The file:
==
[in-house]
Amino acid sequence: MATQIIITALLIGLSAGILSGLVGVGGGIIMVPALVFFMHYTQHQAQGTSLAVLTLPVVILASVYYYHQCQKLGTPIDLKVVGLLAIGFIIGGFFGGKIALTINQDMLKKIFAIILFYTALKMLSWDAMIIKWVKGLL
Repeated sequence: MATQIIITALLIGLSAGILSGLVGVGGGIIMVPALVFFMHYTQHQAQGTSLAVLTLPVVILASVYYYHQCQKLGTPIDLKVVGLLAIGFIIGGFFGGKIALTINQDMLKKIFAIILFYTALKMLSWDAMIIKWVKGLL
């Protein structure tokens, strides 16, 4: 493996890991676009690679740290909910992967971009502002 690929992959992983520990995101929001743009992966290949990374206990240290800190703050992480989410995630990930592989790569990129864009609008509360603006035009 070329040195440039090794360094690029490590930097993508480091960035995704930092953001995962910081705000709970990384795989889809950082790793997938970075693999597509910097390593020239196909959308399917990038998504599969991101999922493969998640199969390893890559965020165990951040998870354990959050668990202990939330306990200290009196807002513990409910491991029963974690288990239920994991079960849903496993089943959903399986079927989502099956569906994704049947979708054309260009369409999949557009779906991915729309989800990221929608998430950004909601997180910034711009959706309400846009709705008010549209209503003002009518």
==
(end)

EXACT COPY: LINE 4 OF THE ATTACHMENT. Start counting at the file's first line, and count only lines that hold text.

């Protein structure tokens, strides 16, 4: 493996890991676009690679740290909910992967971009502002 690929992959992983520990995101929001743009992966290949990374206990240290800190703050992480989410995630990930592989790569990129864009609008509360603006035009 070329040195440039090794360094690029490590930097993508480091960035995704930092953001995962910081705000709970990384795989889809950082790793997938970075693999597509910097390593020239196909959308399917990038998504599969991101999922493969998640199969390893890559965020165990951040998870354990959050668990202990939330306990200290009196807002513990409910491991029963974690288990239920994991079960849903496993089943959903399986079927989502099956569906994704049947979708054309260009369409999949557009779906991915729309989800990221929608998430950004909601997180910034711009959706309400846009709705008010549209209503003002009518």